Well, Marissa Mayer is clearly famous. Her publicized and broadly discussed resume comes from the times when she worked as the CEO and President of Yahoo! As such, she was a well-known figure — if not a role model! — to all hiring managers working in the IT industry in the Bay Area. If someone like Marissa Mayer ever came to the job interview, the company management would learn her story and prepare for the interview — and not the other way around as it typically is!

And this is what Mayer’s resume clearly reflects. Firstly, her resume misses crucial pieces of information about her prior achievements and professional skills. She doesn’t need to mention any of it as she has a status of a star—but you do! Secondly, she takes a specific tone in her resume. Namely, some elements of her pitch are absolutely unnecessary and can serve as a clear example of humble bragging. If you copy her style, your application will land in a dustbin in no time.

Let’s get more into detail.

Ontology Of Value cv-3726428_1920-1-Cropped-1024x683 Perfect Resume and Why It Is NOT Perfect For You: Marissa Mayer's Resume and Personal Story All Posts Job Applications and Interviews Job Interview Tips and Tricks Self-management Tools and Strategies  New Template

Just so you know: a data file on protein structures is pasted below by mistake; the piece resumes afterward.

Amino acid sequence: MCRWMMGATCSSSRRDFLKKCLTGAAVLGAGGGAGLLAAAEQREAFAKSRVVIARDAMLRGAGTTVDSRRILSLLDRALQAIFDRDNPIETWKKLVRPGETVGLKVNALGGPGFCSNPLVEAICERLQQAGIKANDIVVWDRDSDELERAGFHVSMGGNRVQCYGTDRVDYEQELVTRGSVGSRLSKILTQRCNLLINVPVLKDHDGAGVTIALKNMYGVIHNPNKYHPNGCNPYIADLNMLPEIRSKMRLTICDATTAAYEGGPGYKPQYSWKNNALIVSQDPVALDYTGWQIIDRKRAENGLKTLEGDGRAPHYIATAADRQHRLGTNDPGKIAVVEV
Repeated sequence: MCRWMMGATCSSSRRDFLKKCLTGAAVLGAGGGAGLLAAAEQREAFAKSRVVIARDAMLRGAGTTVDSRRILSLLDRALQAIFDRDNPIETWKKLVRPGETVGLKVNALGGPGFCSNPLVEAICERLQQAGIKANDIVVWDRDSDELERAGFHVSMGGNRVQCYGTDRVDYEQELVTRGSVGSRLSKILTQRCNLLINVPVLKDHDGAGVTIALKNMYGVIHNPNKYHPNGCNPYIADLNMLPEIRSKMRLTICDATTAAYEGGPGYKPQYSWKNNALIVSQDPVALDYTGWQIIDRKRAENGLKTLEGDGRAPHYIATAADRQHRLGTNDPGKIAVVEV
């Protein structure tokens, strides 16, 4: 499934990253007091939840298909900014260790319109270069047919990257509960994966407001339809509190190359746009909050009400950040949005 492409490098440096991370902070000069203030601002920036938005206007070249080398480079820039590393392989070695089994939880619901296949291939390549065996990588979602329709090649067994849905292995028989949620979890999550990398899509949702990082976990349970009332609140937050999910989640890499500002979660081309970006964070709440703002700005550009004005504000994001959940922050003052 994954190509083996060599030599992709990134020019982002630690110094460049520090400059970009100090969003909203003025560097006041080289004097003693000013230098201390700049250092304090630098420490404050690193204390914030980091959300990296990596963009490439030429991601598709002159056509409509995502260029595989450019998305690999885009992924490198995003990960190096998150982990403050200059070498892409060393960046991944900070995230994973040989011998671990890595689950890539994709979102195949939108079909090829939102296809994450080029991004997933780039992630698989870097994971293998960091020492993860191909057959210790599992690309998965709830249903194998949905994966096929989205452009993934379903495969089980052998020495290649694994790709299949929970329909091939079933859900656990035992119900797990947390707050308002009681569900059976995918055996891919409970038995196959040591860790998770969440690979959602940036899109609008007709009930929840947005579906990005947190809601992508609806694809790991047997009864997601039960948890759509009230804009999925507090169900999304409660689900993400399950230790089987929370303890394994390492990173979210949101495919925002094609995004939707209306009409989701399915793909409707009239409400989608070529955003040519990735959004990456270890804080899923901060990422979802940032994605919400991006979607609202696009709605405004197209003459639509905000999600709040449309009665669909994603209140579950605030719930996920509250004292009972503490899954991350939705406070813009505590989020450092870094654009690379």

What Marissa Mayer’s Resume Misses.

There is the whole list of things!

1. Lack of a Professional Profile.

Mayer doesn’t link to any professional profile such as a LinkedIn page or a personal website. The only page she refers to is her personal blog where she talks about her own impressions of her work and shares stories from her personal life. In real-world situations, such information would not tell much to the recruiter as it does not give a clear overview of your professional history or skills. It is a type of content that famous people can place on their resumes to warm up their public image rather than to demonstrate what they can do, professionally.

2. Selective Choice of Achievements.

She skipped all the projects she completed or was actively involved in Google. Mayer was one of the driving horses of the company for 13 years and contributed to almost all the flagship products and services, yet, she only mentioned her list of positions.